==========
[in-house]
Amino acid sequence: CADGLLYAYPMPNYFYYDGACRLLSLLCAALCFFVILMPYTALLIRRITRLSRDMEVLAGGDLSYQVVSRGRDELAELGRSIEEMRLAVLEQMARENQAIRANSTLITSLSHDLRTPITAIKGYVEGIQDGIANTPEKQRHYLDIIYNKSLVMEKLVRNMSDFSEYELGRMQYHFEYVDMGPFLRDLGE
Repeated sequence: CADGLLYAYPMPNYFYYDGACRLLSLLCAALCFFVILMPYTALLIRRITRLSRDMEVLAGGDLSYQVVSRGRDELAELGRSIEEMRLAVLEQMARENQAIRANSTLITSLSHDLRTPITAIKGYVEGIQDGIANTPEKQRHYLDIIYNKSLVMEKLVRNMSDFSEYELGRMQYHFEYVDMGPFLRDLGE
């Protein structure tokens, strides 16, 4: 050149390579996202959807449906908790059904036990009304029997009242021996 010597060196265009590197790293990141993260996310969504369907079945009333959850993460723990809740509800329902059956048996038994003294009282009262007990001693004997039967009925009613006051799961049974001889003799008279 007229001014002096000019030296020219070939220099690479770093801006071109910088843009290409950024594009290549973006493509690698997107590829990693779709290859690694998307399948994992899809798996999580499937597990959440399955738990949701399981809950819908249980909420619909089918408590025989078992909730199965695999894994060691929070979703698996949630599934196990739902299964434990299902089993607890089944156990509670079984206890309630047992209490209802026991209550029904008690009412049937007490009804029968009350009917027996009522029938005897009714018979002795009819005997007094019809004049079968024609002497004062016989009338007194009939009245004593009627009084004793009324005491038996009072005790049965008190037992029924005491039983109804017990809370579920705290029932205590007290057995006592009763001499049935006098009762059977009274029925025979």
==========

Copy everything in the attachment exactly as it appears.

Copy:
[in-house]
Amino acid sequence: CADGLLYAYPMPNYFYYDGACRLLSLLCAALCFFVILMPYTALLIRRITRLSRDMEVLAGGDLSYQVVSRGRDELAELGRSIEEMRLAVLEQMARENQAIRANSTLITSLSHDLRTPITAIKGYVEGIQDGIANTPEKQRHYLDIIYNKSLVMEKLVRNMSDFSEYELGRMQYHFEYVDMGPFLRDLGE
Repeated sequence: CADGLLYAYPMPNYFYYDGACRLLSLLCAALCFFVILMPYTALLIRRITRLSRDMEVLAGGDLSYQVVSRGRDELAELGRSIEEMRLAVLEQMARENQAIRANSTLITSLSHDLRTPITAIKGYVEGIQDGIANTPEKQRHYLDIIYNKSLVMEKLVRNMSDFSEYELGRMQYHFEYVDMGPFLRDLGE
């Protein structure tokens, strides 16, 4: 050149390579996202959807449906908790059904036990009304029997009242021996 010597060196265009590197790293990141993260996310969504369907079945009333959850993460723990809740509800329902059956048996038994003294009282009262007990001693004997039967009925009613006051799961049974001889003799008279 007229001014002096000019030296020219070939220099690479770093801006071109910088843009290409950024594009290549973006493509690698997107590829990693779709290859690694998307399948994992899809798996999580499937597990959440399955738990949701399981809950819908249980909420619909089918408590025989078992909730199965695999894994060691929070979703698996949630599934196990739902299964434990299902089993607890089944156990509670079984206890309630047992209490209802026991209550029904008690009412049937007490009804029968009350009917027996009522029938005897009714018979002795009819005997007094019809004049079968024609002497004062016989009338007194009939009245004593009627009084004793009324005491038996009072005790049965008190037992029924005491039983109804017990809370579920705290029932205590007290057995006592009763001499049935006098009762059977009274029925025979």